SECTION 2.

A NEW SECTION OF KRS CHAPTER 218A IS CREATED TO READ AS FOLLOWS:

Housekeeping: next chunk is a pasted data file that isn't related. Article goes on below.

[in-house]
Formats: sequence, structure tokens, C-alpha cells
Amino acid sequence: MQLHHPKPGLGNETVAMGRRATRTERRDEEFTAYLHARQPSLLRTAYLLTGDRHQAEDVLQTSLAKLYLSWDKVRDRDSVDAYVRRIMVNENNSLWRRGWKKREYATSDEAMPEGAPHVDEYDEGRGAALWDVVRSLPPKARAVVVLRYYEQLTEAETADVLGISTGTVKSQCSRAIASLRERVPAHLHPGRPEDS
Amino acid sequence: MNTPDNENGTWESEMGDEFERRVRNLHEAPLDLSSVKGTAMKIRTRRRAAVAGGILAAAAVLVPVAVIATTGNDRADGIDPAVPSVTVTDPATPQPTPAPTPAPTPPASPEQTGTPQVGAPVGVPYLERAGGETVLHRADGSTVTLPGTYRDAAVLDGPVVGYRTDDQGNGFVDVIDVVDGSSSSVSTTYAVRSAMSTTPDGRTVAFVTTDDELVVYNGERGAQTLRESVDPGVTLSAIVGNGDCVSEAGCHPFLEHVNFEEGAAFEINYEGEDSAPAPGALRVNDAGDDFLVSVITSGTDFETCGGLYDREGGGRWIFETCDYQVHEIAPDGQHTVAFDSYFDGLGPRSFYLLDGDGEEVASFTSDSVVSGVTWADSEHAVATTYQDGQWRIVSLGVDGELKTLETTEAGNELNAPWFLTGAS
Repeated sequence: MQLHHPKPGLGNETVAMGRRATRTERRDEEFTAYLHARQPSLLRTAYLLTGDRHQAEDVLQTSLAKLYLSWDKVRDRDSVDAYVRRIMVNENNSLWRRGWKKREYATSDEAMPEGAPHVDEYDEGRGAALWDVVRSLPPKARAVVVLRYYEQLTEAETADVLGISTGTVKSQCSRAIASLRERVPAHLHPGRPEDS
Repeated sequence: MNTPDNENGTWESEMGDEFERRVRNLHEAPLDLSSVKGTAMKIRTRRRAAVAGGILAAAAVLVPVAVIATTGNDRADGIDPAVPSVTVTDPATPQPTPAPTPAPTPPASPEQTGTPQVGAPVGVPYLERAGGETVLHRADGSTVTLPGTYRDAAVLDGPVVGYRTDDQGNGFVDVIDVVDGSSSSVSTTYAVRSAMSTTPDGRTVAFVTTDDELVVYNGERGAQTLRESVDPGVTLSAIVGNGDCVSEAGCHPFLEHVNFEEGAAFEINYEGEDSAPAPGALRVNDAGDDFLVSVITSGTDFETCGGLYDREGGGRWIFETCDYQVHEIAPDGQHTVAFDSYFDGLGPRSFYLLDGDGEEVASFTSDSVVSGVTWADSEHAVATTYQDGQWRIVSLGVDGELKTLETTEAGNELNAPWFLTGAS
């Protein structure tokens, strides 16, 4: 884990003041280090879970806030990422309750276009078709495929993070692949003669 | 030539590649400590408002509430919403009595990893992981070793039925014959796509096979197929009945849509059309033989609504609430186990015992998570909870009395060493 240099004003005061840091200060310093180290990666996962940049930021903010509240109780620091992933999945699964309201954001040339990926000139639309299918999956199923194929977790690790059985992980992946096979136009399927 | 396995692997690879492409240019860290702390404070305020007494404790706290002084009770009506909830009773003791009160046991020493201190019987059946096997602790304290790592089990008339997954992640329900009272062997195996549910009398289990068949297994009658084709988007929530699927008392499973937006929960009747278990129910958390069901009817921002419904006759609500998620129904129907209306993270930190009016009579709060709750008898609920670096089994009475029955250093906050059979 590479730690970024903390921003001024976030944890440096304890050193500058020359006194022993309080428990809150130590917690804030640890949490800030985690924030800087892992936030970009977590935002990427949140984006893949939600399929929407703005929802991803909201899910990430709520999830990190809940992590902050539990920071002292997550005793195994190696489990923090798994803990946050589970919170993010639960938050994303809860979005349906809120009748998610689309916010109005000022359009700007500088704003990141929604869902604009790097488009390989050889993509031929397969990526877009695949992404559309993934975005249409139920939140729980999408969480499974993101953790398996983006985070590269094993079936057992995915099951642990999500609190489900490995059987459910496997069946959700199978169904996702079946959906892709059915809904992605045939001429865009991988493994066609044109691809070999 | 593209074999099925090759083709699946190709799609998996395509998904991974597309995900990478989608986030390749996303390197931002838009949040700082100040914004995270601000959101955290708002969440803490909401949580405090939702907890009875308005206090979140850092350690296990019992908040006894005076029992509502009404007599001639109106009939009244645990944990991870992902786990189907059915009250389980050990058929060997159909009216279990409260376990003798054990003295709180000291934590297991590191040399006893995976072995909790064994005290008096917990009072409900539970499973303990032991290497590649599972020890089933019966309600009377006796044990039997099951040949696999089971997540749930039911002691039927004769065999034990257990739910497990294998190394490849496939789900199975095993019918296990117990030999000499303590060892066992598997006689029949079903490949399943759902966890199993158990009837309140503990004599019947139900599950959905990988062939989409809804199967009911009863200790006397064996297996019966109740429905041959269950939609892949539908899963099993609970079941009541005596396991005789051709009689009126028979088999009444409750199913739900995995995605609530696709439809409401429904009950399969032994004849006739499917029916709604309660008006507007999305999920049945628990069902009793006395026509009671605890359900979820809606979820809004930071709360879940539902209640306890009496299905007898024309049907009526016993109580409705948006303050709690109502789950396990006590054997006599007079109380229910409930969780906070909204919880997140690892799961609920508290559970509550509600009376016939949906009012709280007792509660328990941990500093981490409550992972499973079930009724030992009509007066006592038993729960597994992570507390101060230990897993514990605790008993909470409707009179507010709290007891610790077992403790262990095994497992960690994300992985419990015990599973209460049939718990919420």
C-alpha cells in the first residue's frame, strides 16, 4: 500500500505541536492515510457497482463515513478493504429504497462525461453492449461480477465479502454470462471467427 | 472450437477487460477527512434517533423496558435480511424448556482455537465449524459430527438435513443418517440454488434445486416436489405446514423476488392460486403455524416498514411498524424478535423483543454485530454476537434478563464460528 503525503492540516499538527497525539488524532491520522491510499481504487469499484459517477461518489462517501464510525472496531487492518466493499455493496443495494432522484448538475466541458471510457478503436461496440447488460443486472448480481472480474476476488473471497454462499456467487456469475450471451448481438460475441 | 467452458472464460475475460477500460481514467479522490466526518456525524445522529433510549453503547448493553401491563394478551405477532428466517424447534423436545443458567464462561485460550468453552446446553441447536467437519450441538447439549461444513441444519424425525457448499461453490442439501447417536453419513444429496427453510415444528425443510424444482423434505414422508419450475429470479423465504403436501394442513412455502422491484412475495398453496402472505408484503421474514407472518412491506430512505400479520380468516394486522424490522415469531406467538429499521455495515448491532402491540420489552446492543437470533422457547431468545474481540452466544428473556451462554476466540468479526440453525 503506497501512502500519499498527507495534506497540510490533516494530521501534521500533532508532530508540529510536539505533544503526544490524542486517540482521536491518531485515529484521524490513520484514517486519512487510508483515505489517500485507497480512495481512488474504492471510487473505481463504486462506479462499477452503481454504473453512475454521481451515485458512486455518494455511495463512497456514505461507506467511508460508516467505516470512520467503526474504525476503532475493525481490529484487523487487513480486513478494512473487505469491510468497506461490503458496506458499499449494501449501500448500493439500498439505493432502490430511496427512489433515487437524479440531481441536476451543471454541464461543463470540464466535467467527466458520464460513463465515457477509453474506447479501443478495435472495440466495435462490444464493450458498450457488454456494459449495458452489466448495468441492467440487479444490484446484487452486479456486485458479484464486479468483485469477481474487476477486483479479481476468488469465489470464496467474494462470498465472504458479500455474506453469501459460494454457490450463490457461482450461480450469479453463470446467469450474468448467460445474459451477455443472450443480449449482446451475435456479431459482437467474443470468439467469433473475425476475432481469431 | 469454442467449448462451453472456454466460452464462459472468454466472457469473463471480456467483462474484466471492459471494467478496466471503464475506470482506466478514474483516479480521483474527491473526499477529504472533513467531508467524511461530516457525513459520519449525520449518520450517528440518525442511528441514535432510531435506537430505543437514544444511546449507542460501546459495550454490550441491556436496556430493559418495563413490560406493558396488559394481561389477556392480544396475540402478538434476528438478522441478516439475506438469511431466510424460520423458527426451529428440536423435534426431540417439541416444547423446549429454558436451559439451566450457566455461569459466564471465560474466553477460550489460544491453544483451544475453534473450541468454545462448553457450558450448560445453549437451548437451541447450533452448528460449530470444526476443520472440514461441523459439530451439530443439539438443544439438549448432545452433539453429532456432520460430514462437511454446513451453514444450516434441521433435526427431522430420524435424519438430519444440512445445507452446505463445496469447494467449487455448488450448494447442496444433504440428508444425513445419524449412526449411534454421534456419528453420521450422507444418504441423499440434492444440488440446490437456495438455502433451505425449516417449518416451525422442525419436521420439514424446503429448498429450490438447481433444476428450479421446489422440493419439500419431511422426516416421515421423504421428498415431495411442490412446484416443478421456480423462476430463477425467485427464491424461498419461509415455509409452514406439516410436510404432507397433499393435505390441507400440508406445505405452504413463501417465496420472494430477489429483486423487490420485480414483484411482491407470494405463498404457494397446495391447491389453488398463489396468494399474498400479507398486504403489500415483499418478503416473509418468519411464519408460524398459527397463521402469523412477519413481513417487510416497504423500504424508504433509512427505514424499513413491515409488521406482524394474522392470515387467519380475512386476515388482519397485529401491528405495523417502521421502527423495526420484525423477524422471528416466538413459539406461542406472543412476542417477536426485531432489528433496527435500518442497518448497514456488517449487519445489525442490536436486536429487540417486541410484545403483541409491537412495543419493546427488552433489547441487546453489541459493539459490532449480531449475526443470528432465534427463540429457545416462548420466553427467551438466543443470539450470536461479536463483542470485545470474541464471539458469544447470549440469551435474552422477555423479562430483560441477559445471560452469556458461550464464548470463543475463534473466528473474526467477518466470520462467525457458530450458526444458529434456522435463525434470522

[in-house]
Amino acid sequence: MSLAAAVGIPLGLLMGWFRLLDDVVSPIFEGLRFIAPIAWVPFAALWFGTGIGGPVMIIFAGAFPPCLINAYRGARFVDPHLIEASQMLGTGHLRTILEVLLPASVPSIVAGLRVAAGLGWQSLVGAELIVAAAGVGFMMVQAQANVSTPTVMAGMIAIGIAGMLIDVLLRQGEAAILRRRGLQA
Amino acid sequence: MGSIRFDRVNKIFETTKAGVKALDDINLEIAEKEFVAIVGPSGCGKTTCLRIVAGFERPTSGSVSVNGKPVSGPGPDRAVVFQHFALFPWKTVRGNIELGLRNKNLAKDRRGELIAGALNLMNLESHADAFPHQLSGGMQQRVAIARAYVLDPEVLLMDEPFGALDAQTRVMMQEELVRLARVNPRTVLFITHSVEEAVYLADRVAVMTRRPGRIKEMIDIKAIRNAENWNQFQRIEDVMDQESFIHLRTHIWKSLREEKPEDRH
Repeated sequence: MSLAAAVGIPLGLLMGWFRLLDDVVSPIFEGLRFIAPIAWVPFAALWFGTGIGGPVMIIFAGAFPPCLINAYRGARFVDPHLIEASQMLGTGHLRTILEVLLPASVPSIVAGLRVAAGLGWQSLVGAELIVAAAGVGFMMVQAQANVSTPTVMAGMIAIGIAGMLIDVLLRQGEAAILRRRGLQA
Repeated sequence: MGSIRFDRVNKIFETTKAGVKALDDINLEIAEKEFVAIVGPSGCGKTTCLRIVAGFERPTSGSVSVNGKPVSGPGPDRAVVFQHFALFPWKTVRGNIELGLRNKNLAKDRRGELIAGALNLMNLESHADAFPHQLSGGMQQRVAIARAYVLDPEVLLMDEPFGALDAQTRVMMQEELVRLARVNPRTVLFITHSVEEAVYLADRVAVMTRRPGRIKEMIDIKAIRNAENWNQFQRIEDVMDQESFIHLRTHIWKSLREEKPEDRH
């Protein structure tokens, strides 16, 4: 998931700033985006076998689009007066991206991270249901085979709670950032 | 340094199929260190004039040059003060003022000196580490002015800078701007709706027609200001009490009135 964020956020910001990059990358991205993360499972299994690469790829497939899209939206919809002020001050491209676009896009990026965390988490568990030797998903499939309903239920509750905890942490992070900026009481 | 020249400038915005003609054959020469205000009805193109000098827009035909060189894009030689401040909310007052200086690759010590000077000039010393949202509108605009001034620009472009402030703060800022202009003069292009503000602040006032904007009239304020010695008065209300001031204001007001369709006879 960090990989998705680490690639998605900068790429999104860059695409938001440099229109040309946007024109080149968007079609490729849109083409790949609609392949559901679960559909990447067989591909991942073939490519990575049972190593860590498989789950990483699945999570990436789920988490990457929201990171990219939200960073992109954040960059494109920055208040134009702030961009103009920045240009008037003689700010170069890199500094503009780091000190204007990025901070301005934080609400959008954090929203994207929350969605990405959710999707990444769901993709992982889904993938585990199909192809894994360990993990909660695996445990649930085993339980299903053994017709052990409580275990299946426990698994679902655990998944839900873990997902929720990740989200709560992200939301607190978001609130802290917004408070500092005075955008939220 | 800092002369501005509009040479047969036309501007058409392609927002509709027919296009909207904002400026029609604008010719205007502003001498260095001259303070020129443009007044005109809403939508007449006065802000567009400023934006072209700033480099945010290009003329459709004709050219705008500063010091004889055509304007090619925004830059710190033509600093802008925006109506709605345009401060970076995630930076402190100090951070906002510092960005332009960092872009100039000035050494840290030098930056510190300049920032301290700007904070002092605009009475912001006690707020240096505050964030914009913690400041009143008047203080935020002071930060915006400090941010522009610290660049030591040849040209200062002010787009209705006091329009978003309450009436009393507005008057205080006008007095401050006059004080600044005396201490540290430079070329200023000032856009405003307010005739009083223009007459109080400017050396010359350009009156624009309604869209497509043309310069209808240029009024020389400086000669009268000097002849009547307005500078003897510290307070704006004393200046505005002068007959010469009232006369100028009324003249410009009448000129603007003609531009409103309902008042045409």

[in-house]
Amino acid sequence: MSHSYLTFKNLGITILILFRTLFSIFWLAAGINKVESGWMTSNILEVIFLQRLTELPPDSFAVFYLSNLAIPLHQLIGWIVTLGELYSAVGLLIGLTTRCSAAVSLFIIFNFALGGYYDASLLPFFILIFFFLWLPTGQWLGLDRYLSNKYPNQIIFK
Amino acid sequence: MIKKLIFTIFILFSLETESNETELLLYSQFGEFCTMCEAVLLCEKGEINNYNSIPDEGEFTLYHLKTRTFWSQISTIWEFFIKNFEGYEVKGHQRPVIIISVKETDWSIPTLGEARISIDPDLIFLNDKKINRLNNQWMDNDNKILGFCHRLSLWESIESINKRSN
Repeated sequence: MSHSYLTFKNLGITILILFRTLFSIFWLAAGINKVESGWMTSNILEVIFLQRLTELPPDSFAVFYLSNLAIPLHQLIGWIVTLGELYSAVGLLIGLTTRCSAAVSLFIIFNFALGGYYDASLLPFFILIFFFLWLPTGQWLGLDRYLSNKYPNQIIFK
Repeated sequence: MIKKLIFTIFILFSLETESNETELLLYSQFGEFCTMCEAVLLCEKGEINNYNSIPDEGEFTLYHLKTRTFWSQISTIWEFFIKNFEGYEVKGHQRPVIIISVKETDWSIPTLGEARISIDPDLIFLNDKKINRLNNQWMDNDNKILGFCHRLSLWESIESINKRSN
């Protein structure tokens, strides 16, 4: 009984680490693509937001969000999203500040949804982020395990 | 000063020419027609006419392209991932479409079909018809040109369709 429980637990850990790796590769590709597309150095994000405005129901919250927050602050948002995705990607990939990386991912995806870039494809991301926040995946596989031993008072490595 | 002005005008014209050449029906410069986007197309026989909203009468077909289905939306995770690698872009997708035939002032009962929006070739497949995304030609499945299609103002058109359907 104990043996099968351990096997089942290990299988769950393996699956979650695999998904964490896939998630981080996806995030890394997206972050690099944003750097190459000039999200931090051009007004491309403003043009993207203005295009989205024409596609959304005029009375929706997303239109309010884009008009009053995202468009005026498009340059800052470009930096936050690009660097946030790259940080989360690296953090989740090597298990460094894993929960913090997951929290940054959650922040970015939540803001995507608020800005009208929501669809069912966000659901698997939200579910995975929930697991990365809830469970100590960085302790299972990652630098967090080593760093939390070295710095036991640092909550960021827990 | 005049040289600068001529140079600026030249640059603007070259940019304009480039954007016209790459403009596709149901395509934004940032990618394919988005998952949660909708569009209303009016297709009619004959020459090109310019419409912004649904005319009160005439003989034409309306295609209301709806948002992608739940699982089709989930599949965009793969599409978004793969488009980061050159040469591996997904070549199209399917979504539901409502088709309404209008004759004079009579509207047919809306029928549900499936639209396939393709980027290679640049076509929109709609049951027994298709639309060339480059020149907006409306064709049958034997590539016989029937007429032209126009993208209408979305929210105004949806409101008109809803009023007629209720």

For the purposes of Sections 1 to 24 of this Act, unless the context otherwise requires: